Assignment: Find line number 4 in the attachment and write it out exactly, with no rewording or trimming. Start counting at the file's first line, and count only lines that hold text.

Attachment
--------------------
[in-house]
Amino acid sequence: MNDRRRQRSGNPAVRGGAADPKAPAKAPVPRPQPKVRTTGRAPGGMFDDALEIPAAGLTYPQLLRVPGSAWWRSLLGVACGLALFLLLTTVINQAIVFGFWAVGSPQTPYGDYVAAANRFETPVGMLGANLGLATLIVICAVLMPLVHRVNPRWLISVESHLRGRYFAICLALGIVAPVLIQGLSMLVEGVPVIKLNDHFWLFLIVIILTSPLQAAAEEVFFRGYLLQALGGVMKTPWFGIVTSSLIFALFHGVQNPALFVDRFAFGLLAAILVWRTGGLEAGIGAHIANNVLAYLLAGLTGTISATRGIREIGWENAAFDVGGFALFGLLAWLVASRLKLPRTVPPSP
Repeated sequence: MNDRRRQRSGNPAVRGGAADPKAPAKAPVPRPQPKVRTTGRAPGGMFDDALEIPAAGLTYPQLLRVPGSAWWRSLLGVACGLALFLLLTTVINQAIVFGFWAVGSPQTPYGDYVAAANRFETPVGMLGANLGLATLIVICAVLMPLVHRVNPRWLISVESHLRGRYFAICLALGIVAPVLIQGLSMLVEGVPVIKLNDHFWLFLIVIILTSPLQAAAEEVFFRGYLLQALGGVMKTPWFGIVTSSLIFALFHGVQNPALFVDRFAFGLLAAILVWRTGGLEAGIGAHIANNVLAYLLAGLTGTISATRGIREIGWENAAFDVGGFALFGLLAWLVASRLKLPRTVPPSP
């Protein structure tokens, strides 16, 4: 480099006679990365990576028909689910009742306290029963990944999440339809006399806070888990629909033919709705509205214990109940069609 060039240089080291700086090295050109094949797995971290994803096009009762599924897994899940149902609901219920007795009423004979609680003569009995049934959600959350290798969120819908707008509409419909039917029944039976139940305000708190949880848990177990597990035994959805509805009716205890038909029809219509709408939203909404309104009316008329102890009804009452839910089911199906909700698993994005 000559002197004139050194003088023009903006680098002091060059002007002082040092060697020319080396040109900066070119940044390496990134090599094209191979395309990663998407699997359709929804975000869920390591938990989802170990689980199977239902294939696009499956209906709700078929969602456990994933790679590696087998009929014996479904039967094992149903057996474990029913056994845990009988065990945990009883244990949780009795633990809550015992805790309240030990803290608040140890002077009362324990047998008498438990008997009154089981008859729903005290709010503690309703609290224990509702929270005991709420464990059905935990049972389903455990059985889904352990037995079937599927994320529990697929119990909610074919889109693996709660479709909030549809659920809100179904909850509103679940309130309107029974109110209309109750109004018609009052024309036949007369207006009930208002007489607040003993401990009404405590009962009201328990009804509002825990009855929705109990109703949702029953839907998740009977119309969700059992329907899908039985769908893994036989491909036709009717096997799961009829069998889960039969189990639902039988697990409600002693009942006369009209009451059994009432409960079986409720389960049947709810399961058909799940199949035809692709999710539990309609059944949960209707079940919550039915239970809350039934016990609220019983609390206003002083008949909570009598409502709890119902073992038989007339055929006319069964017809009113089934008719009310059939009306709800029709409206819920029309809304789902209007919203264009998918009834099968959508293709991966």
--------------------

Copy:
């Protein structure tokens, strides 16, 4: 480099006679990365990576028909689910009742306290029963990944999440339809006399806070888990629909033919709705509205214990109940069609 060039240089080291700086090295050109094949797995971290994803096009009762599924897994899940149902609901219920007795009423004979609680003569009995049934959600959350290798969120819908707008509409419909039917029944039976139940305000708190949880848990177990597990035994959805509805009716205890038909029809219509709408939203909404309104009316008329102890009804009452839910089911199906909700698993994005 000559002197004139050194003088023009903006680098002091060059002007002082040092060697020319080396040109900066070119940044390496990134090599094209191979395309990663998407699997359709929804975000869920390591938990989802170990689980199977239902294939696009499956209906709700078929969602456990994933790679590696087998009929014996479904039967094992149903057996474990029913056994845990009988065990945990009883244990949780009795633990809550015992805790309240030990803290608040140890002077009362324990047998008498438990008997009154089981008859729903005290709010503690309703609290224990509702929270005991709420464990059905935990049972389903455990059985889904352990037995079937599927994320529990697929119990909610074919889109693996709660479709909030549809659920809100179904909850509103679940309130309107029974109110209309109750109004018609009052024309036949007369207006009930208002007489607040003993401990009404405590009962009201328990009804509002825990009855929705109990109703949702029953839907998740009977119309969700059992329907899908039985769908893994036989491909036709009717096997799961009829069998889960039969189990639902039988697990409600002693009942006369009209009451059994009432409960079986409720389960049947709810399961058909799940199949035809692709999710539990309609059944949960209707079940919550039915239970809350039934016990609220019983609390206003002083008949909570009598409502709890119902073992038989007339055929006319069964017809009113089934008719009310059939009306709800029709409206819920029309809304789902209007919203264009998918009834099968959508293709991966």